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The Value of Loss

Image of black dog lying down with head on the floor. Raleigh Psychotherapy, Counseling, Loss, Katherine Broadway

Ten years ago, a very dear friend and her husband moved across the country. Due to health issues, they decided it would be better for them to be close to family. We had been friends for twenty years and I counted on her love, comfort and presence in my life. We met weekly for lunch, took walks together, shared laughs and sorrows. She was my good witness.

When she told me she was moving, I was floored. In my wildest bad dreams, I could not imagine a time when she would not be here to meet me when I wanted.

Soon after she told me the news, I went on vacation, I was a lovely vacation. I enjoyed the new sights, experiences and adventures, but in the midst of it all, I had a vague sense of something missing.

I was quite perplexed. I was distracted and absent-minded. What could be wrong?

She moved and life moved on. We remain friends, we still talk on occasion but due to the distance, she is no longer my weekly witness; my constant grounding friend.

I still notice the empty place that she use to occupy but have settled into our new style of relating.

Her move is one of the significant losses in my life. For several years, I could find no value in it. As the years have passed, however, I can see some important things that have come from this loss.

Loss is a normal part of life.

We age and our parents are lost to us...that is the progression of life.

Our beloved pet grows old and leaves us...that is the normal progression of life…

Our children grow up and develop their own lives...that is the normal progression of life.

We lose jobs, friends move, groups disband, political ideals are disappointed, romantic relationships end, there are untimely deaths... all are a part of life's experience. All impact us in painful and, for a time, negative ways. Even so, there is value to be found in the loss of someone or something about which you care deeply.

5 Values of Loss

1. Loss gives you the opportunity to develop a new part of yourself:

With every loss, you lose an aspect of yourself. This person, object, activity, or cherished belief was a part of how you identified and knew yourself.

When I would talk to my friend about my life events, she would help me see how I was responding to the situation. It was like looking in a mirror image of myself that could respond. Her loss left a hole in that area of self-knowing. It opened the opportunity to find new witnesses and a new vision of myself.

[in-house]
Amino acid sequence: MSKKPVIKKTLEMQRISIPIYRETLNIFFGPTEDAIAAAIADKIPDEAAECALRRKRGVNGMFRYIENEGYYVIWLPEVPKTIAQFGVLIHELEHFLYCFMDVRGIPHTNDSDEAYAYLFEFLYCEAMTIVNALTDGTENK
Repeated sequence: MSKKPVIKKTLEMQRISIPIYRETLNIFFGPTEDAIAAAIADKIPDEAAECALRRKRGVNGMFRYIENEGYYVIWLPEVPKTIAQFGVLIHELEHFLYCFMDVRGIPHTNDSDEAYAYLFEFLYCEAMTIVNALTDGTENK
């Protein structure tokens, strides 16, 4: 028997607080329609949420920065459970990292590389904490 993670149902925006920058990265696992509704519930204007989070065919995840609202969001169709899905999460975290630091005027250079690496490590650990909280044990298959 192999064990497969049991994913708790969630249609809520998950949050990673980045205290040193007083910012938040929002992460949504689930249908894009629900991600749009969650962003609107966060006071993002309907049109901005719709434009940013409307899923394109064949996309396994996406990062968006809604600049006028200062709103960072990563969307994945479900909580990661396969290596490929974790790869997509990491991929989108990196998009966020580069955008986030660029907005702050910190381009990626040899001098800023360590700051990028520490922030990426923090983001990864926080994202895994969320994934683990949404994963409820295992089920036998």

2. Build internal strength and confidence:

With every loss, there comes a fear of not being able to cope. With a small loss, it is a vague sense of anxiety. With a large loss, it may come with this feeling of “How will I make it?” This is particularly true with the loss of a job. There is a loss of income, a loss of identity, a loss of the organizing structure in your life. As you move through this experience and find yourself able to cope, it builds your strength and confidence.

I made my way through this experience and found that although I could not replace the friend that moved, I could find other people who were interesting, fun and intelligent.

3. Build self-esteem:

It is an odd thought that the loss of something essential to our sense of self would

increase our self-esteem. As children, we are dependent on our parents, friends and

activities to know who we are and what we are worth. Adulthood is the time to learn that our worth is not dependent on outside influences. Self-worth and our knowledge needs to come from a strong internal self, rather than a fluctuating external experience.

Loss shows us how easily and quickly life can change and with it the loss of what we depend upon can change. We do not control life and its events. Through my friend's move, I learned that I had the ability to make new friends and develop intimate relationships.

4. Create new ways of being supported:

It is so easy to fall in a rut. We go to the same places, do the same activities, sit in the same chair at meetings and hang out with the same friends. Life is busy and it makes it easier, but is it good for us? Friends are essential to feeling safe and content. When we are overly dependent on certain friends, it is hard to surround yourself with a variety of friends. There are friends who make us feel strong, capable and confident, and there are those friends who would impede our growth.

We all need friends that see us as individuals not an extension of themselves.

When my friend moved, I was forced to find new friends to become part of my support group.

5. Build autonomy :

Autonomy is freedom from external control; independence. It is to have self-rule. For our purposes, it is to see yourself as a strong individual who is able to listen to others while making your own decisions. You are a person who can take care of themselves and the necessities of life. You need support and help but you still have to manage yourself and your life.

After my friend moved, I realized that life is full of task and decisions, and I realized how much I depended on her help and support. For a time, I was put in the position of having to make those decisions and perform those tasks on my own. I was able to do it and do it well. I learned about that strong and independent part of myself, and it felt good.

Losses are difficult and can cause a set back in your life. A loss will stop you in your tracks and, in most cases, you do need to stop for a while to grieve and regain your equilibrium.

As time passes, you will have the opportunity to grow in some important ways. Some may find it hard to find their way through the maze of loss and grief. If you find yourself lost, I can help you find your way to the other side of that maze. You can reach me at: (919)881-2001.


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